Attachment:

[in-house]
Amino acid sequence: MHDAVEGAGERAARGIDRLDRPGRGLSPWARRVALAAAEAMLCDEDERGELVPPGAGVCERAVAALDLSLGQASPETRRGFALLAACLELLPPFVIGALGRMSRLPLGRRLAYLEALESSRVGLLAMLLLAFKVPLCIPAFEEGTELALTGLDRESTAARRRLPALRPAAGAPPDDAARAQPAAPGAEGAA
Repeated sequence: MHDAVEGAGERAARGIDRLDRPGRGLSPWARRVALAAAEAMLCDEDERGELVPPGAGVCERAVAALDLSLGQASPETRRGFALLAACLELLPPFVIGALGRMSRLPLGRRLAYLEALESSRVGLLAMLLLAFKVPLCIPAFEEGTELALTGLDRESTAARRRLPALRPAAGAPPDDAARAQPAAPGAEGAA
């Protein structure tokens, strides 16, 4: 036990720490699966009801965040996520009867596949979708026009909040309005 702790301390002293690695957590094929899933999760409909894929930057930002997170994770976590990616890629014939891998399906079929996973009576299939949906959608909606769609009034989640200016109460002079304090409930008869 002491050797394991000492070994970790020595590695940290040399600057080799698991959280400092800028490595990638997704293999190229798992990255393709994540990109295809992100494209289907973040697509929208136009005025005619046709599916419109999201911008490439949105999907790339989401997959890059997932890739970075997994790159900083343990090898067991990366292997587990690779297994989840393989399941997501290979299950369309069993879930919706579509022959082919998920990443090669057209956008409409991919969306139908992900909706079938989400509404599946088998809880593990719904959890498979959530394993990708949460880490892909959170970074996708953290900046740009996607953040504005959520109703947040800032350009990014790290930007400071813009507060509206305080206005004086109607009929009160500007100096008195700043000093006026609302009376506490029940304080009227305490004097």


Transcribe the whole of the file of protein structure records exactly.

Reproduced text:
[in-house]
Amino acid sequence: MHDAVEGAGERAARGIDRLDRPGRGLSPWARRVALAAAEAMLCDEDERGELVPPGAGVCERAVAALDLSLGQASPETRRGFALLAACLELLPPFVIGALGRMSRLPLGRRLAYLEALESSRVGLLAMLLLAFKVPLCIPAFEEGTELALTGLDRESTAARRRLPALRPAAGAPPDDAARAQPAAPGAEGAA
Repeated sequence: MHDAVEGAGERAARGIDRLDRPGRGLSPWARRVALAAAEAMLCDEDERGELVPPGAGVCERAVAALDLSLGQASPETRRGFALLAACLELLPPFVIGALGRMSRLPLGRRLAYLEALESSRVGLLAMLLLAFKVPLCIPAFEEGTELALTGLDRESTAARRRLPALRPAAGAPPDDAARAQPAAPGAEGAA
């Protein structure tokens, strides 16, 4: 036990720490699966009801965040996520009867596949979708026009909040309005 702790301390002293690695957590094929899933999760409909894929930057930002997170994770976590990616890629014939891998399906079929996973009576299939949906959608909606769609009034989640200016109460002079304090409930008869 002491050797394991000492070994970790020595590695940290040399600057080799698991959280400092800028490595990638997704293999190229798992990255393709994540990109295809992100494209289907973040697509929208136009005025005619046709599916419109999201911008490439949105999907790339989401997959890059997932890739970075997994790159900083343990090898067991990366292997587990690779297994989840393989399941997501290979299950369309069993879930919706579509022959082919998920990443090669057209956008409409991919969306139908992900909706079938989400509404599946088998809880593990719904959890498979959530394993990708949460880490892909959170970074996708953290900046740009996607953040504005959520109703947040800032350009990014790290930007400071813009507060509206305080206005004086109607009929009160500007100096008195700043000093006026609302009376506490029940304080009227305490004097």